Getting Started With Computer Science

Keenan Ganz
From Launchpad 2019

Hello, World!

This post is part of an ongoing series of CS challenges. Check back to keep learning!

So, you want to learn how to code. But, how do you get started? What language do you want to learn? What do you want to make? Fortunately, these questions are a lot easier than they seem. This guide will show you some quick and easy ways to get started on your first programs.

What Language?

Programming languages are like tools in a workshop; no language is inherently better than another. But, programming languages are designed with specific purposes in mind. For example, JavaScript is used almost exclusively in websites, whereas Python is a general purpose language (side note: Java is very different from JavaScript!).

It is important to note that generally the more specialized a language is, the more unconventional its design will be. So, it is usually best to pick a general purpose, easy to use language for your first jump into computer science. My personal favorite is Python, but if you're in high school and thinking of taking AP Computer Science, that course is taught in Java. For pretty much everyone, one of those two will be just fine.

Tools of the Trade

How do you go from a blank screen to typing code? If you don't have your own computer, there are plenty of online resources available to get a taste of CS.

Method 1: Online Classes

Using an online course is a great way to remotely learn CS for free from highly reputable universities and organizations. Just to name a few:

These are called Massive Open Online Courses, or MOOCs. Most of the time they are free to enroll, but your work won't be graded unless you pay. The course will have instructions on how to get your programming environment up and running. From there, you can work through the material at your own pace.

Method 2: Online IDEs

An Integrated Development Environment, or IDE, is a computer program that you use to write code. It's sort of like how you would use a program like Word to write an essay. They consist of a text editor, where you type your program, and a console where the output will be shown. Some websites offer IDEs that live in your web browser, so you don't have to worry about installing software or getting bogged down by technical settings. One of our favorite online IDEs is As soon as you open the page, click on `new repl` in the top right corner. Don't worry about making an account for now, you can do so later if you want to save your work.

Then, select the language you want to learn. We will use Python for this example.

Once the repl is created, you should see a screen that looks like this:

Voila! You can now type code into the editor, click the run button at the top of the screen, and see the results in the console!

Method 3: Setting Up Your Own IDE

If you have some experience and want to have greater control over your programming environment, you can set up your development tools on your own computer so you can work without an Internet connection. Depending on what language you use, different IDEs may be easier to use. If you are setting up a development environment for a class, your school will probably tell you what to use and how to get it up and running. Otherwise, my personal favorite editor is Visual Studio Code. VSCode is totally free and has a variety of plugins for all sorts of tools. An excellent tutorial for setting up Python within VSCode is available here. There are other IDEs specially designed to work with Python. For example, you may prefer Spyder or PyCharm.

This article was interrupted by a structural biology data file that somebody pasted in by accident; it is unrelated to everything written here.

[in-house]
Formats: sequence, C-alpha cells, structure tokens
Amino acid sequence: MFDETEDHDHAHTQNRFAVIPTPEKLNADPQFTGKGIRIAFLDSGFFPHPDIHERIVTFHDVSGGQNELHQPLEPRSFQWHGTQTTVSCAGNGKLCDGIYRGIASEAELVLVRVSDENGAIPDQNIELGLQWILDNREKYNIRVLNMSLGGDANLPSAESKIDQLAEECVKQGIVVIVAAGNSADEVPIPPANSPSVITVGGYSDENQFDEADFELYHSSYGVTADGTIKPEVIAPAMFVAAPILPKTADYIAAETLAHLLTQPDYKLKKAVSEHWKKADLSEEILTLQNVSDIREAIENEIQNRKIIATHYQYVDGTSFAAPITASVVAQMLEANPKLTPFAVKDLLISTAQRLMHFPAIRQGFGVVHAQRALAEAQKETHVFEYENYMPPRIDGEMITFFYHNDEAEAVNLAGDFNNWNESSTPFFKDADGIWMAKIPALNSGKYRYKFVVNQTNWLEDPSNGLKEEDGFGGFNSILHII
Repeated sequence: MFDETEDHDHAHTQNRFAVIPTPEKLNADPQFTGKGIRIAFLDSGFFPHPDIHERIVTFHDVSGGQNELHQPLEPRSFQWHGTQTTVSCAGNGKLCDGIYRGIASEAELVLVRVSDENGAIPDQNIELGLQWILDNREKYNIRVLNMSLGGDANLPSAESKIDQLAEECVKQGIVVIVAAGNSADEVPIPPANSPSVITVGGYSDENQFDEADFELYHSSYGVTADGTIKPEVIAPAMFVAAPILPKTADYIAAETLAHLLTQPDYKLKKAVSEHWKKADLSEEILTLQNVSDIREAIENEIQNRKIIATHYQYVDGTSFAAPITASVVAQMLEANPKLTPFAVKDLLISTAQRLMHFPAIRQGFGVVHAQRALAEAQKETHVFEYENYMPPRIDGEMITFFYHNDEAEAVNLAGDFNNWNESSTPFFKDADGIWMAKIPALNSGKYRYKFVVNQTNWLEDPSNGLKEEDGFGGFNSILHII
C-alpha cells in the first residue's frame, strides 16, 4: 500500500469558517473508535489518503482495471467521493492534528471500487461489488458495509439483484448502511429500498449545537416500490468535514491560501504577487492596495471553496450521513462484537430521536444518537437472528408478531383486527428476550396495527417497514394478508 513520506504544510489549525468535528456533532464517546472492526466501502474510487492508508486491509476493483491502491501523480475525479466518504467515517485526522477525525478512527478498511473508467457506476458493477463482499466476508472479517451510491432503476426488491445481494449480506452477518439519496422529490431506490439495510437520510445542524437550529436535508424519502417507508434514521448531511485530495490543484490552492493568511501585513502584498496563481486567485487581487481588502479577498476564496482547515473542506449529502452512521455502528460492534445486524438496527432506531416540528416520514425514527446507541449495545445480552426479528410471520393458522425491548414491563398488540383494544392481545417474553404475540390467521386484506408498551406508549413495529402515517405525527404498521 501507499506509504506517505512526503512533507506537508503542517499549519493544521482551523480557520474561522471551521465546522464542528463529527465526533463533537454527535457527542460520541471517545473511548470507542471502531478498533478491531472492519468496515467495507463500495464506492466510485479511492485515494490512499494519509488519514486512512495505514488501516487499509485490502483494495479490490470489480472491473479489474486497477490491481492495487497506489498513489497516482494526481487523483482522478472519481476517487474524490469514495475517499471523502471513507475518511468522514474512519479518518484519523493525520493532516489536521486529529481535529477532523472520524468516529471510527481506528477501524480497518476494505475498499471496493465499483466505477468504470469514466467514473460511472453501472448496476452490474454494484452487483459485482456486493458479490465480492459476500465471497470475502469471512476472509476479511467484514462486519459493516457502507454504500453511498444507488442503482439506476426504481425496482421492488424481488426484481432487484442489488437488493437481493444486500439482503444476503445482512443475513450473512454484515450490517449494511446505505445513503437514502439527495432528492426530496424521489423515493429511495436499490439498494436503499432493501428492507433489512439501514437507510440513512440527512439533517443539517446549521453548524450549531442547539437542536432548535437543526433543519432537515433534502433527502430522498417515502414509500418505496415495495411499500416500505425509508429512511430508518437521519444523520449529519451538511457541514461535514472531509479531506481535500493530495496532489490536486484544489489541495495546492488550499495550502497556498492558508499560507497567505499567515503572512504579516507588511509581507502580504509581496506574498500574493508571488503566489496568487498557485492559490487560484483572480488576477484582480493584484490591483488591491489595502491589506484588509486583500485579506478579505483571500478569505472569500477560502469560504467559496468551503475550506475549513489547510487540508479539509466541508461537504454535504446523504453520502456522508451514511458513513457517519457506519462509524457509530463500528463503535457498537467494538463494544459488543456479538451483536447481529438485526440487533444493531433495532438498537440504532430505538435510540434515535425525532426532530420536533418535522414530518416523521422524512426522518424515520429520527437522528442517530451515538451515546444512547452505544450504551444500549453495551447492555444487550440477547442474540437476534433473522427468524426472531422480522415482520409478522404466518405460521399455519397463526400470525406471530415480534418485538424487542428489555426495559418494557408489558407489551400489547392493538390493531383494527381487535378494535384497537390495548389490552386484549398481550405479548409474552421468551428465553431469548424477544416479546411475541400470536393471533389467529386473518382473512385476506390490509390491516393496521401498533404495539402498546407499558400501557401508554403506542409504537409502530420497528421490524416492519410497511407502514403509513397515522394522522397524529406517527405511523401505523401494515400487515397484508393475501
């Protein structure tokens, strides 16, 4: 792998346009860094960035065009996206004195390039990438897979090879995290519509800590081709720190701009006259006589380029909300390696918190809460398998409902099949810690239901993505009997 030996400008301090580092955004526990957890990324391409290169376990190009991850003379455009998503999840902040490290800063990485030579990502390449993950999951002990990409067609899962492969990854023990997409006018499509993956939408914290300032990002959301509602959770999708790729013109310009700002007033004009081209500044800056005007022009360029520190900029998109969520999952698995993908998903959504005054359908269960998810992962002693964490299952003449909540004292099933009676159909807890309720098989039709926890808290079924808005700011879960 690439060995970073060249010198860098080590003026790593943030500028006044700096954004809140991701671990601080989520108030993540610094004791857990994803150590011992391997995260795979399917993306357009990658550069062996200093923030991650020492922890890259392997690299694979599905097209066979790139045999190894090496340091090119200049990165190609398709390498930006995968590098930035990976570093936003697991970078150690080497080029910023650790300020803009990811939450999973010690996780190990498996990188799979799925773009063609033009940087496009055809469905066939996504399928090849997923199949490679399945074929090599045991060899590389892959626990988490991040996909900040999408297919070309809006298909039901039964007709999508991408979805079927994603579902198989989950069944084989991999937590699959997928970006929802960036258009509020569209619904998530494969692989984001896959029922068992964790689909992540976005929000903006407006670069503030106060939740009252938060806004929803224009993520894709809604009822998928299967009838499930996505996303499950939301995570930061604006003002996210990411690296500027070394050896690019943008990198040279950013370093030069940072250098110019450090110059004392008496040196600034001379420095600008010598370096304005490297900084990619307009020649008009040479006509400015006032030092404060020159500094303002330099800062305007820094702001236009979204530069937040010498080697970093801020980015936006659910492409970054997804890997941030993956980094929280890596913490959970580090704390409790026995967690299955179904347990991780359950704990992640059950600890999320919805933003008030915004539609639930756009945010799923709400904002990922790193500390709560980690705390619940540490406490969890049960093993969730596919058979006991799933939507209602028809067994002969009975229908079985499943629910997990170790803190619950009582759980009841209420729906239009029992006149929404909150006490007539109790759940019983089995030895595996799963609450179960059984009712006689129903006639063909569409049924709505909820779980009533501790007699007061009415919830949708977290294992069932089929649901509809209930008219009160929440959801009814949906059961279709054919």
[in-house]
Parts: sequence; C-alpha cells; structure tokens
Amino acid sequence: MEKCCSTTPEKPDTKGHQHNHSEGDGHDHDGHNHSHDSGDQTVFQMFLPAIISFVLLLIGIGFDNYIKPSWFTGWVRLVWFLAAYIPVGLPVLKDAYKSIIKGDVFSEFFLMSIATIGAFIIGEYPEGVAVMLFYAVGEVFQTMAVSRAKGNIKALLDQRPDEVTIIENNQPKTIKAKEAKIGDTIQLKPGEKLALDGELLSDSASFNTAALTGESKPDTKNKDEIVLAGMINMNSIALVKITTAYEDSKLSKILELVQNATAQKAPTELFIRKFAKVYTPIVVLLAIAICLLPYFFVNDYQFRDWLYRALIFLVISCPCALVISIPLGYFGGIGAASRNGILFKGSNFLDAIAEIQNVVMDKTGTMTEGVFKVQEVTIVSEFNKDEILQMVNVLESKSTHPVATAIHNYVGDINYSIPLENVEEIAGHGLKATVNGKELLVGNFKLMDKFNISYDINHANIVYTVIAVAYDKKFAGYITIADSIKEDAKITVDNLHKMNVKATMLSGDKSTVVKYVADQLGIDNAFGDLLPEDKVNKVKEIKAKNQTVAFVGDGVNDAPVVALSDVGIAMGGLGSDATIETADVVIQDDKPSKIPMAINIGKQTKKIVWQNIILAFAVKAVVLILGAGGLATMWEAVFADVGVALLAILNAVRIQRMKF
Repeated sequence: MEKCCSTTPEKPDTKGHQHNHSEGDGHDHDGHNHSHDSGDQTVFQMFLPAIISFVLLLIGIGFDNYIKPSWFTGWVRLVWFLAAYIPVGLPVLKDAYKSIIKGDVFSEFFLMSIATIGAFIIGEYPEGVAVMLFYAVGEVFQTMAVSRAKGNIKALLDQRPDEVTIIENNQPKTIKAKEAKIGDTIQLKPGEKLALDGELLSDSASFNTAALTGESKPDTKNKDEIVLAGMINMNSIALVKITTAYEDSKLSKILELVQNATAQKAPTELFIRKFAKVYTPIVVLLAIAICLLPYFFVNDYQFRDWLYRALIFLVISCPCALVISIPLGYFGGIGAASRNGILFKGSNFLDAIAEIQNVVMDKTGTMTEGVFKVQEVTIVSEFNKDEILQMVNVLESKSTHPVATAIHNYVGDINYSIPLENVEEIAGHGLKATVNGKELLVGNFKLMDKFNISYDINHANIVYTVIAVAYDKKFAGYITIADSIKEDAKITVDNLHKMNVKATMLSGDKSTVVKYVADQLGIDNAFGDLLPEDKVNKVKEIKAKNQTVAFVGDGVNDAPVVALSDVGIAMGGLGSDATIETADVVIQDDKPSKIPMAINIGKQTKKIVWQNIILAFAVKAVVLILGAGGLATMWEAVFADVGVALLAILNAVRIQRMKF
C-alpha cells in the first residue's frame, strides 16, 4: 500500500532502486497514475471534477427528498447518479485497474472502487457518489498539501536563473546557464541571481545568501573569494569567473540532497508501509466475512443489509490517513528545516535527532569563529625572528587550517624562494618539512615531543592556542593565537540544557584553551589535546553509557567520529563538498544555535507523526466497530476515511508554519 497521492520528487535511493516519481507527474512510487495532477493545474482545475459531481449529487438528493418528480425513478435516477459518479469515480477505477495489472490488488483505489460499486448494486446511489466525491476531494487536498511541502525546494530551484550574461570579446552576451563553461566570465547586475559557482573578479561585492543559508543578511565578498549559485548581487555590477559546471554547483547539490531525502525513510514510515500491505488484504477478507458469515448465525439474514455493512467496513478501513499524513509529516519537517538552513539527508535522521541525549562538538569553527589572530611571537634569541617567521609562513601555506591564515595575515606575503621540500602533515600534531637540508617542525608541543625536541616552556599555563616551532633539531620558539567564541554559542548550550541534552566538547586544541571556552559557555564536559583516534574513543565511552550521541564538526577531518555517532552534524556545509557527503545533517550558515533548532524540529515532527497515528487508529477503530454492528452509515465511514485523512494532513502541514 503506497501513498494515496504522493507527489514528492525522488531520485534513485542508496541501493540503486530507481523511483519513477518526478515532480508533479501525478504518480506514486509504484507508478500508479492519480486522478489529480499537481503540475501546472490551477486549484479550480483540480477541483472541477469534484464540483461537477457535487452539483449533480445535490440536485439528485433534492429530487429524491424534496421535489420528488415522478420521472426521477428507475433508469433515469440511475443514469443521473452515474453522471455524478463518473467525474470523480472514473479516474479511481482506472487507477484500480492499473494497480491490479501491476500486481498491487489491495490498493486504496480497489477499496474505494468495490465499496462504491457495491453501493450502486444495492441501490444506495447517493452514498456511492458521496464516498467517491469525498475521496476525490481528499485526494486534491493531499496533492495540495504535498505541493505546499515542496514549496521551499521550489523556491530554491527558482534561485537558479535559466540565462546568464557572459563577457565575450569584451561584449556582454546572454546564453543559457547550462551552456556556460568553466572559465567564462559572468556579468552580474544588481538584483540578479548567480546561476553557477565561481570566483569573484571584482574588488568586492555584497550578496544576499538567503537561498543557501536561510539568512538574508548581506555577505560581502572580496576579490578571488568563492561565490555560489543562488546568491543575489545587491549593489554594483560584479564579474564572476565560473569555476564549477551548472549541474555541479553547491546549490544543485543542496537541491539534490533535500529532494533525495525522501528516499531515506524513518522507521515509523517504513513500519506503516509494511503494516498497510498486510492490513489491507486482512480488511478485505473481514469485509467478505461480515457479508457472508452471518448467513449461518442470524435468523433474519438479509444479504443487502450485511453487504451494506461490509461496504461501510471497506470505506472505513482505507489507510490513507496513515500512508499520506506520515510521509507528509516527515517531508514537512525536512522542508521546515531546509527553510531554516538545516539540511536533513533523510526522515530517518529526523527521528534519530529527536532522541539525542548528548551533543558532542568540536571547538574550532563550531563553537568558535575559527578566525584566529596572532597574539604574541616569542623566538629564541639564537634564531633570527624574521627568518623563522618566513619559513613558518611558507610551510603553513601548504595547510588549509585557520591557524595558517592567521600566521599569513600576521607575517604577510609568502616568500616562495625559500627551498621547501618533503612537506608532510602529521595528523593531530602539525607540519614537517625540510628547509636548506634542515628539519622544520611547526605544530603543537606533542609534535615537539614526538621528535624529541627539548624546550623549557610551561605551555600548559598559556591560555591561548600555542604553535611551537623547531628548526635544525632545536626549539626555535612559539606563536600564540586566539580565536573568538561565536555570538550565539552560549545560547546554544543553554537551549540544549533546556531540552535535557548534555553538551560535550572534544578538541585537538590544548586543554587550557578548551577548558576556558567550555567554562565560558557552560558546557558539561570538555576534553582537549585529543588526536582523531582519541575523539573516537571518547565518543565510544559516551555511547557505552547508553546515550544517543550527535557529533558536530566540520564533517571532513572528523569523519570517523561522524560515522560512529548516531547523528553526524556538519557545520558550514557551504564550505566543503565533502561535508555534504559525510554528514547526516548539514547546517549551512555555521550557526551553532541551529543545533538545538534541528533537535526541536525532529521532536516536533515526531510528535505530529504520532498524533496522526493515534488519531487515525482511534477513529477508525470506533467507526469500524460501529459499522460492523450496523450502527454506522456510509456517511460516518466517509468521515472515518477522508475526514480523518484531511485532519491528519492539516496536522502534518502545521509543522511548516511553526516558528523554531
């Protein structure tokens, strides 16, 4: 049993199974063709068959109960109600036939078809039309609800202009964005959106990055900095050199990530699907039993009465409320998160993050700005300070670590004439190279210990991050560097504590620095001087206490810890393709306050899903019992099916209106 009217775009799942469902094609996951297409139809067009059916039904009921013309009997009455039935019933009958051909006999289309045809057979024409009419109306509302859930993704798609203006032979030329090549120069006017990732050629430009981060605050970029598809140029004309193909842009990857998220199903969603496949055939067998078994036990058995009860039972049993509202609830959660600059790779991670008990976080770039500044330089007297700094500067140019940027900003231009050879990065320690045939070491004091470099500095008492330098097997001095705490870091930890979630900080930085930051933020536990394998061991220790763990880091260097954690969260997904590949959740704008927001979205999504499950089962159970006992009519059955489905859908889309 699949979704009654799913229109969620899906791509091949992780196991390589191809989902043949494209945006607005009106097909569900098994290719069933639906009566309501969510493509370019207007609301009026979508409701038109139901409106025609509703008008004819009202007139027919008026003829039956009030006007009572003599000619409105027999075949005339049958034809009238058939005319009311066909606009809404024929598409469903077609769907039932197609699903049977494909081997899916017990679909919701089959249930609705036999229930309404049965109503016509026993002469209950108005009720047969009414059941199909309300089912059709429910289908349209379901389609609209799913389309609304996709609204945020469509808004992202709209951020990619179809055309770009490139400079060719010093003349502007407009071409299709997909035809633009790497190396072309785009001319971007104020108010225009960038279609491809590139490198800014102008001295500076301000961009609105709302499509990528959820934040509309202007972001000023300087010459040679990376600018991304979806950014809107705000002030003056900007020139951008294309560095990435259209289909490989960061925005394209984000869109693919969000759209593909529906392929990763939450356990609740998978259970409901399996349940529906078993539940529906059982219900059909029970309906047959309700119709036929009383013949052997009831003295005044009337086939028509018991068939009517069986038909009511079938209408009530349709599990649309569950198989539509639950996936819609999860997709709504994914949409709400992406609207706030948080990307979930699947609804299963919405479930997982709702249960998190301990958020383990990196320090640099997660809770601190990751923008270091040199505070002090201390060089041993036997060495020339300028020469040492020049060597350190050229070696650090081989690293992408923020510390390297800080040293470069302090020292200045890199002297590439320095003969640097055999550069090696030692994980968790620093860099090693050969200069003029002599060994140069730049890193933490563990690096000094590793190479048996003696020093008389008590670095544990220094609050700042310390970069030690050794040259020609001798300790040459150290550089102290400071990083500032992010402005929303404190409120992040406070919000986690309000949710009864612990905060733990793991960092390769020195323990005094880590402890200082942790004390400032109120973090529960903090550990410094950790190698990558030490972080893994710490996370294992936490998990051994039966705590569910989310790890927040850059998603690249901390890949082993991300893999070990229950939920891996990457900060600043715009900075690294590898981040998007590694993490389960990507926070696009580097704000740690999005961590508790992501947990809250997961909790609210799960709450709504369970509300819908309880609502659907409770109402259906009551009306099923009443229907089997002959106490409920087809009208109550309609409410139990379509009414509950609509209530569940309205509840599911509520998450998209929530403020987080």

What to Code?

It can be very difficult to identify a project you want to make if this is your first time programming. You may have some lofty goals you want to work towards, but for now it is probably best to start with a class or tutorial and work your way up from there. In addition to the classes mentioned above, there are plenty of books available for free about Python and thousands of YouTube tutorials. Michele Pratusevich compiled an excellent set of beginner exercises (with solutions!) at

Once you get some experience, there are many websites chock full of fun programming exercises. One of my favorites is The Code Abbey. Others designed for technical interview preparation include Hackerrank and Leetcode.

As you continue on your computer science journey, your ideas and projects will become more complex. It can get easy to become overwhelmed. We highly recommend making a github account to conveniently store (and backup!) your projects. Remember that there are a couple of ways to make a hard code problem easier:

1. Break large problems into smaller, manageable pieces. Can you combine several solutions into one?

2. If you're struggling to think of a solution that works all the time, can you make one that works for the easy cases? Do you see a pattern to make a general solution?

3. Most of the time, someone has had the same problem that you are having. Google is your friend; searching for error messages is a great way to see what went wrong and how to fix it.

If you have any questions, feel free to send me an email. My address is my last name + the first letter of my first name [at] rpi [dot] edu.

Happy coding!

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